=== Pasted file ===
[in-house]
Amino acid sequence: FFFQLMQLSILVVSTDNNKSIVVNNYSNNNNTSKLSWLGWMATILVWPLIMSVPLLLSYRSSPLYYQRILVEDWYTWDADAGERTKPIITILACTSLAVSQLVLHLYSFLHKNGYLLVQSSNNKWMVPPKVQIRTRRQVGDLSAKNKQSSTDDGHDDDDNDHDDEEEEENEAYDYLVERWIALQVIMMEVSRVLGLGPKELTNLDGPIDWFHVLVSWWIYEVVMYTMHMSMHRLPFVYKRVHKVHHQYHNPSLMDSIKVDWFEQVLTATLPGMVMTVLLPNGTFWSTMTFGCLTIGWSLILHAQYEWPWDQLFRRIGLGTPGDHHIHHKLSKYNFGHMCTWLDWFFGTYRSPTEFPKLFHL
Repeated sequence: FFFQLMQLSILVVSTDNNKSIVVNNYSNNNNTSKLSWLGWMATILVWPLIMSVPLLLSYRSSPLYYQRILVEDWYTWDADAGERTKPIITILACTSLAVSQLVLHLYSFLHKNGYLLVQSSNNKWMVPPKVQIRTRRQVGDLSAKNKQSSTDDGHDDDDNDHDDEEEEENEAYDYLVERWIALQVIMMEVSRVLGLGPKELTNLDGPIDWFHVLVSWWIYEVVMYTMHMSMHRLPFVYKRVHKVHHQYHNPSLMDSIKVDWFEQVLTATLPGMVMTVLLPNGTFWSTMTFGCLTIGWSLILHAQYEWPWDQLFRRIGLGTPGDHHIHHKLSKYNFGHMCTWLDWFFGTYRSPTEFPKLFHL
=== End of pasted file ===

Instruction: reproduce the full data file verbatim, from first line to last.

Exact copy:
[in-house]
Amino acid sequence: FFFQLMQLSILVVSTDNNKSIVVNNYSNNNNTSKLSWLGWMATILVWPLIMSVPLLLSYRSSPLYYQRILVEDWYTWDADAGERTKPIITILACTSLAVSQLVLHLYSFLHKNGYLLVQSSNNKWMVPPKVQIRTRRQVGDLSAKNKQSSTDDGHDDDDNDHDDEEEEENEAYDYLVERWIALQVIMMEVSRVLGLGPKELTNLDGPIDWFHVLVSWWIYEVVMYTMHMSMHRLPFVYKRVHKVHHQYHNPSLMDSIKVDWFEQVLTATLPGMVMTVLLPNGTFWSTMTFGCLTIGWSLILHAQYEWPWDQLFRRIGLGTPGDHHIHHKLSKYNFGHMCTWLDWFFGTYRSPTEFPKLFHL
Repeated sequence: FFFQLMQLSILVVSTDNNKSIVVNNYSNNNNTSKLSWLGWMATILVWPLIMSVPLLLSYRSSPLYYQRILVEDWYTWDADAGERTKPIITILACTSLAVSQLVLHLYSFLHKNGYLLVQSSNNKWMVPPKVQIRTRRQVGDLSAKNKQSSTDDGHDDDDNDHDDEEEEENEAYDYLVERWIALQVIMMEVSRVLGLGPKELTNLDGPIDWFHVLVSWWIYEVVMYTMHMSMHRLPFVYKRVHKVHHQYHNPSLMDSIKVDWFEQVLTATLPGMVMTVLLPNGTFWSTMTFGCLTIGWSLILHAQYEWPWDQLFRRIGLGTPGDHHIHHKLSKYNFGHMCTWLDWFFGTYRSPTEFPKLFHL